November is still a good time to plant bulbs that will flower in spring and summer of the following year, and while we've written about the best bulbs for insects here before, it's worth repeating.

Snake's head fritillary flower on a green background

Many typical garden plants have been bred and selected by horticulturalists for centuries to produce showy blooms that last for a very long time, but this is often at the cost of nectar and pollen which insects are looking for. Most daffodils and tulips fall into that category, but almost everything else you can grow will be useful to insects!


So here's my list of bulbs to plant now to help butterflies and bees next year:

Muscari (also known as Grape Hyacinth)


Snake's-head Fritillary



Nectaroscordum (sometimes known as honey garlic - it drips with nectar!)

Wood Anemone

Despite their lack of pollen and nectar, I do still plant tall-stemmed daffodils into areas of the garden that I allow to go (almost) wild. Those areas tend to have longer grass and wildflowers that gets cut once a year at most - sometimes I just leave it altogether. Places like this can provide year-round cover for insects and small mammals, so having some daffodils just brightens it up early in the year, and the more vigorous daffodils are able to rise up in spring even through the thickest grass.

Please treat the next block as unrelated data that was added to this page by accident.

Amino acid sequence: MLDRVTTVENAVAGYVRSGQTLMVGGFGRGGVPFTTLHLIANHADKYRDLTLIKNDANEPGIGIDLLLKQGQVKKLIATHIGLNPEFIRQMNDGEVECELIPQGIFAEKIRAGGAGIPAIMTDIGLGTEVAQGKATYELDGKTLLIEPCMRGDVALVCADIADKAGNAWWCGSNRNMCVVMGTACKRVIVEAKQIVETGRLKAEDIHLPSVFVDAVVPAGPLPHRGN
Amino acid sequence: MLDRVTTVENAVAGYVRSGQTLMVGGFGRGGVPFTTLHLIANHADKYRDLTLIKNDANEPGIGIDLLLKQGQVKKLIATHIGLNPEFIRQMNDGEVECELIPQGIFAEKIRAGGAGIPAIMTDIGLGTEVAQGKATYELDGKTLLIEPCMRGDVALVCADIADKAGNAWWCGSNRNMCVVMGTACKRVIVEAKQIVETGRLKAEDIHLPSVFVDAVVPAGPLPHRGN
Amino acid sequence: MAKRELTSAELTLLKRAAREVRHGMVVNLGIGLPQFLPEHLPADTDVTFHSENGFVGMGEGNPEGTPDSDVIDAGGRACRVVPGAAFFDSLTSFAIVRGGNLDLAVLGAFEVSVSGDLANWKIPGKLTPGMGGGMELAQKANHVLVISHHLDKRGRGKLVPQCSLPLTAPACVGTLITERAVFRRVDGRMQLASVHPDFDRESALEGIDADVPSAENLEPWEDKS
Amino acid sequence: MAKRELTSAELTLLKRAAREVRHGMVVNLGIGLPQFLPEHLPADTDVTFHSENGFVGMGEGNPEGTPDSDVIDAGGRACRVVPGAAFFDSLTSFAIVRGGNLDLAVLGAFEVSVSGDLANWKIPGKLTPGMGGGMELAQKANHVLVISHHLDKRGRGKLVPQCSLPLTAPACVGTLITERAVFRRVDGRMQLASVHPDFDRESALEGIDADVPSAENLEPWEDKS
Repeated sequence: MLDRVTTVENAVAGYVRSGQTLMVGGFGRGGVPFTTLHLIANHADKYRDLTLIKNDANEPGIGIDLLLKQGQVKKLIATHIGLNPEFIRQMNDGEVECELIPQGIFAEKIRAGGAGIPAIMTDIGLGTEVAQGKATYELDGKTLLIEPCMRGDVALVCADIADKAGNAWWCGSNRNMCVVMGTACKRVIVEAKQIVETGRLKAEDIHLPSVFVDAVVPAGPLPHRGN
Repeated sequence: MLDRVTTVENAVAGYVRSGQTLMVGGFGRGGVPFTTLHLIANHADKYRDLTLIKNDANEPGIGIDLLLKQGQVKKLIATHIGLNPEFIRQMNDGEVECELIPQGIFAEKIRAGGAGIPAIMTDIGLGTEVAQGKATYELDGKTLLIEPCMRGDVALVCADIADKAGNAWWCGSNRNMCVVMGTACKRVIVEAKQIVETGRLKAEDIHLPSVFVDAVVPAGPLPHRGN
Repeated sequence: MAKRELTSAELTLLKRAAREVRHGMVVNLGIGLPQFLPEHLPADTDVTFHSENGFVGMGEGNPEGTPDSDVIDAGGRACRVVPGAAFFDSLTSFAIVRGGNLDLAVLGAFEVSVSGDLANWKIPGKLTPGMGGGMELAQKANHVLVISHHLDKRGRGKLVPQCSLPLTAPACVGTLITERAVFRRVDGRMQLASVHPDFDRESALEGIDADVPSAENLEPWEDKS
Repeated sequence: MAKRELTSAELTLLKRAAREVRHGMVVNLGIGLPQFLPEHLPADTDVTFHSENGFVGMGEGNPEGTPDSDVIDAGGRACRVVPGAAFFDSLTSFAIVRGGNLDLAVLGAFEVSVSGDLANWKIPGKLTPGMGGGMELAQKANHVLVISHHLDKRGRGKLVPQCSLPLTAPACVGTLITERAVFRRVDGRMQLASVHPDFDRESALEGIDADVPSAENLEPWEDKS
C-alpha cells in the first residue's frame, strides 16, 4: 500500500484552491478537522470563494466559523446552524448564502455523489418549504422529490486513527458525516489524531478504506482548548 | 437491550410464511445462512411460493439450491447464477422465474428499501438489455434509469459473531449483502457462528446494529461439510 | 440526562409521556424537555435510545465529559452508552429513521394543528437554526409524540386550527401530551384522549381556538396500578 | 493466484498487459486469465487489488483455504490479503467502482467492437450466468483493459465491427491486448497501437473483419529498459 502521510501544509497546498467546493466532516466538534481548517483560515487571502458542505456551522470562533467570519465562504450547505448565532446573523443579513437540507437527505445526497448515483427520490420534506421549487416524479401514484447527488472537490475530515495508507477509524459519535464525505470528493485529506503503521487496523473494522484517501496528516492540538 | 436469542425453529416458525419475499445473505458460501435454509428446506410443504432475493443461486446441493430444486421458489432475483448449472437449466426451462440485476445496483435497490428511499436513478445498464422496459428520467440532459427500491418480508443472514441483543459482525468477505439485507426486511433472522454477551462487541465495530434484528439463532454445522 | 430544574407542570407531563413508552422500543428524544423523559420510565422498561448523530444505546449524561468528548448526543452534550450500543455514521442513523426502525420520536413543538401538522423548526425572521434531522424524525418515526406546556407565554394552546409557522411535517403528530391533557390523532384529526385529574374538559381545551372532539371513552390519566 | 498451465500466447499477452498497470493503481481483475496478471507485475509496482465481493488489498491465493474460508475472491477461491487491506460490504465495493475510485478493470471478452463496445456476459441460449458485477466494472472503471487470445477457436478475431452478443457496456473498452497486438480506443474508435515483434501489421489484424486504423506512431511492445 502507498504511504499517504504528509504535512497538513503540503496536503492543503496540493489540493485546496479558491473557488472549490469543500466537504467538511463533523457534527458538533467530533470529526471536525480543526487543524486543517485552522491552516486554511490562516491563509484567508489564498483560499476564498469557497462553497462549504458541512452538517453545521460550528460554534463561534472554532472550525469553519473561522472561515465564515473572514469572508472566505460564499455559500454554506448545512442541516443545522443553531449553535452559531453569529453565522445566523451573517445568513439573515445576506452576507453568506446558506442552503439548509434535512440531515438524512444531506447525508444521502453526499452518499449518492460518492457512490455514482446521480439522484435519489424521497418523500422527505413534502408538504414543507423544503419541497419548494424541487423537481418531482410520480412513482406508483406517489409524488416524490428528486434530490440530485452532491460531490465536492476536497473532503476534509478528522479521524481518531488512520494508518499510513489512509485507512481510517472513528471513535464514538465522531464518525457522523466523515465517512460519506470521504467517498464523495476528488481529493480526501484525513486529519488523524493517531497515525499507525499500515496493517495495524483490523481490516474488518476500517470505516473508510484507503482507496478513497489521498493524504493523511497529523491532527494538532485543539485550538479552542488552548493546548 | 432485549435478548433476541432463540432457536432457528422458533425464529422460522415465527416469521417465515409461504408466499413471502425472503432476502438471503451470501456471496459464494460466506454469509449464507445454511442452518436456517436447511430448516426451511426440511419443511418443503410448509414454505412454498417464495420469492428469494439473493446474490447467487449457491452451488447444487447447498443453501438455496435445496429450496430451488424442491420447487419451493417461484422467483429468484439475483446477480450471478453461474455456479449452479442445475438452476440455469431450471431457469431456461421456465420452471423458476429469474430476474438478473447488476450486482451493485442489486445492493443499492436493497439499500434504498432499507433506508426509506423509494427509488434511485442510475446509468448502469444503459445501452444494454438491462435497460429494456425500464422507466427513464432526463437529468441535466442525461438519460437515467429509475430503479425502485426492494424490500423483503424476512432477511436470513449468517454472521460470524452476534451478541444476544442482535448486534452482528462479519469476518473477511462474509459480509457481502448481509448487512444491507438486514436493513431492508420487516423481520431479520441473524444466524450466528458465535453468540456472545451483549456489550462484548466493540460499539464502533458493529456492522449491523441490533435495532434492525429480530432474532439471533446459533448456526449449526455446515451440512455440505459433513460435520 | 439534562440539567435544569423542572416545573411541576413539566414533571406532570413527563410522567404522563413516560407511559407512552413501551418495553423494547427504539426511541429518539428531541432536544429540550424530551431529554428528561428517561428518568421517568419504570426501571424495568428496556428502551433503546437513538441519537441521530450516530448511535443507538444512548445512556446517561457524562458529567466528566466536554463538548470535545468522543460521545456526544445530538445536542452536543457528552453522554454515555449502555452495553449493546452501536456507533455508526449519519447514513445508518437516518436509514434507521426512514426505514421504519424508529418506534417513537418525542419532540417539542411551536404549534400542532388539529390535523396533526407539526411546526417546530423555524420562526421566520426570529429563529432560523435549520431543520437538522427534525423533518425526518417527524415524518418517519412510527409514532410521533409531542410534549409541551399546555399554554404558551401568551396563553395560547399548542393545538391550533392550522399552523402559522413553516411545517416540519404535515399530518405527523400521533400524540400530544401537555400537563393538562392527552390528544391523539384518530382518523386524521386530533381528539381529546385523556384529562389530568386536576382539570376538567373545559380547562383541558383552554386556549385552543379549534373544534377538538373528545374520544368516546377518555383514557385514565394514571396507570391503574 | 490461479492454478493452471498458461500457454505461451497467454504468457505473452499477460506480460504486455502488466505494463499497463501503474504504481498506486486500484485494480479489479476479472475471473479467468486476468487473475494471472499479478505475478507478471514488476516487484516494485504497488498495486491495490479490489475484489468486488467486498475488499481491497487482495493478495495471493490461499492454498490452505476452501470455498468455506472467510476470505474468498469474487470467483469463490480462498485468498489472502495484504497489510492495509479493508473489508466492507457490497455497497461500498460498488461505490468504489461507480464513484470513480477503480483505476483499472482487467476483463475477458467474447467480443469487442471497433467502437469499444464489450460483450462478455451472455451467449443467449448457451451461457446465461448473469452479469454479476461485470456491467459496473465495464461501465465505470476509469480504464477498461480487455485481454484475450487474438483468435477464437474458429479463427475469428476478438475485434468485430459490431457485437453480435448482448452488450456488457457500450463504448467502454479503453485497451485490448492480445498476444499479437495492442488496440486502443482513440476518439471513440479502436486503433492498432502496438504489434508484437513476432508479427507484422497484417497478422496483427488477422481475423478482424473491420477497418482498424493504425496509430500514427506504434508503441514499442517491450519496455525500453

November is also a good time to try to establish a mini-meadow in your garden. If you have a lawn that you want to convert, now would be the time to cut it as closely to the ground as possible, then really disturb it by raking it harshly with a rake that has fine metal tines, or even using the strimmer to cut away at the grass to expose some soil (remember to remove clippings). This might all seem drastic but it's essential: it exposes soil so you can sow Yellow Rattle onto it. Yellow Rattle is known as the meadow maker - its roots steal nutrients and water from nearby grasses! All it needs is for you to throw onto exposed soil and trample it into the surface. This must be done in autumn or winter, as the seeds need exposure to cold temperatures in order to grow so it can't be done in spring. Even if you don't sow Yellow Rattle, this is still a good way to make ground available for planting of wildflowers.

Yellow Rattle plants will appear next year, significantly weakening the grass and making more room for wildflowers. You can also plant those now, either by sowing a wildflower seed mix or buying wildflower plug plants. For gardens I'd recommend tough plants like Common Knapweed, Cowslip, Field Cranesbill, Field Scabious, Bird's-foot Trefoil and Ox-eye Daisy. Check your local nursery to see what they sell, but online retailers also sell a huge range of native wildflowers ready to go in your garden.

If you're making a meadow in your lawn this year, please do share your progress with us on our social media channels: Facebook, Twitter and Instagram